German Federal Patent Court: HEADF*CK

Every now and then courts have to assess marks that are of questionable taste, such as in the following case.

Just before Christmas the German Federal Patent Court had to decide on the fate of the word and device mark HEADF*CK (see above left) covering goods and services in classes 16, 25, 35 and 38.  The specification did include the limitation “not relating to immoral or pornographic content”.   

It may not come as much for a surprise that the judges took the view that the mark did not comply with Article 8(2) No. 5 German Trade Mark Act finding that the mark was contrary to accepted principles of morality.  The court stressed that marks that are of poor taste could be registrable but drew a line in this case.  The sign HEADF*CK was part of vulgar language and could be seen as a reference to sexual practices which a considerable part of public, whose sense of morality had to be respected, could regard as against contrary to accepted principles of morality.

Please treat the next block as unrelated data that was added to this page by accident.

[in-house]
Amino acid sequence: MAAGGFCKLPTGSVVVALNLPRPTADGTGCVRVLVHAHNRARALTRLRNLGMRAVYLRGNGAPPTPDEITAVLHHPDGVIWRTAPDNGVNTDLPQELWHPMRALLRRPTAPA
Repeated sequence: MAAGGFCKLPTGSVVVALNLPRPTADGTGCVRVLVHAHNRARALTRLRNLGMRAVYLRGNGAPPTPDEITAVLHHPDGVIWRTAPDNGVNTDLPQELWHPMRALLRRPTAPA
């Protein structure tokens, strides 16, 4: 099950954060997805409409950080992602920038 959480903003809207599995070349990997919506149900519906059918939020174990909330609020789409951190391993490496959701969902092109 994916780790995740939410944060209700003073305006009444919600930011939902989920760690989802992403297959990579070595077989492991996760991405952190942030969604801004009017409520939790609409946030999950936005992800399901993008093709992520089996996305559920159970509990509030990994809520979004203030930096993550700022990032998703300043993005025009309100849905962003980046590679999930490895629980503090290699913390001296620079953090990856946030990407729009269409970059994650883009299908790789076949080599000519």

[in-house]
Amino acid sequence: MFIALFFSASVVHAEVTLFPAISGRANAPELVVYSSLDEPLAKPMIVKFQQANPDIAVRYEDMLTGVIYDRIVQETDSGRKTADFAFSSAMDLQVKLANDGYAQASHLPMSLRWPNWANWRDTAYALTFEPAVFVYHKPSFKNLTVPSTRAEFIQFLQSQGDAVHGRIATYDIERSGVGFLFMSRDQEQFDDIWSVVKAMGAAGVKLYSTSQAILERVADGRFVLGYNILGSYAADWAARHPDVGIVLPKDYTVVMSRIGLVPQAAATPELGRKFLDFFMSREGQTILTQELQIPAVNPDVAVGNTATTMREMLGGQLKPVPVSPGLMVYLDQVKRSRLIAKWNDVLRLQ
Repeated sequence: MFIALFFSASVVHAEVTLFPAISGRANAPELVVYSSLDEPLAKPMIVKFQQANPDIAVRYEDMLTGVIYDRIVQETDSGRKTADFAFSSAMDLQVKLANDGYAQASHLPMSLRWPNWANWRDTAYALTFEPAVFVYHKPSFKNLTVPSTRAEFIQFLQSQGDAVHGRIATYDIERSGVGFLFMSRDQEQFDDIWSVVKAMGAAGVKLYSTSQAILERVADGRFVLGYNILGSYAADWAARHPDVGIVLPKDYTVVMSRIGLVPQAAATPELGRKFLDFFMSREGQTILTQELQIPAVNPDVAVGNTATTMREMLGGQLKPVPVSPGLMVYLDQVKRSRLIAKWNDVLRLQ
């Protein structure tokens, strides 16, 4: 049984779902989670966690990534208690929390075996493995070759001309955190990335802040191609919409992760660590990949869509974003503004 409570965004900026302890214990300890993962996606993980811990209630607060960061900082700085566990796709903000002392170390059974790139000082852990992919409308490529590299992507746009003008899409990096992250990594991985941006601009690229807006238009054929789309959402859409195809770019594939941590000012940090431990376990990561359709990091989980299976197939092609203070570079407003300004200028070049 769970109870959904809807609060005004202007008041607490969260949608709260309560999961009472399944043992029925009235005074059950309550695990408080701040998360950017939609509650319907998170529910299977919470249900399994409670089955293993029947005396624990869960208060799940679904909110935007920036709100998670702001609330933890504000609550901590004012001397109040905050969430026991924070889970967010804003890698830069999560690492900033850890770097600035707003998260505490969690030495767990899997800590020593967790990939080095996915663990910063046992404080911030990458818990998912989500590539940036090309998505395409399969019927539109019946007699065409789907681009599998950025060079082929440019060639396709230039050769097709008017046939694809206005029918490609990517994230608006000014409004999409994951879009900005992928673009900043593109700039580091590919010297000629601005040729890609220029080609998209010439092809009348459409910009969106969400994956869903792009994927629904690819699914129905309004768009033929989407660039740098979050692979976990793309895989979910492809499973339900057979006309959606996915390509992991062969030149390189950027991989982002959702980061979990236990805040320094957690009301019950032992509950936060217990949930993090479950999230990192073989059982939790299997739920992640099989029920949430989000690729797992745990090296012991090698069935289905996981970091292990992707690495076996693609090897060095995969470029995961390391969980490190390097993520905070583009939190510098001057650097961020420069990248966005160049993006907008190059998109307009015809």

The court also took the opportunity to explain that in contrast to the registrable sign FICKEN (English: to fuck; see a post on the IPKat regarding this mark here), the word HEADF*CK was clearly not a last name.  The judges also stressed that the font used for the letters “CK” reinforced the immorality of the sign becaused it “showed a penetration”.  As such, the mark had to be removed from the register.

The – rather entertaining - decision (case reference: 27 W (pat) 22/12 of 18 December 2012) can be read here (in German). 

Posted by: Birgit Clark @ 19.13
Tags: immoral marks, German Federal Patent Court,

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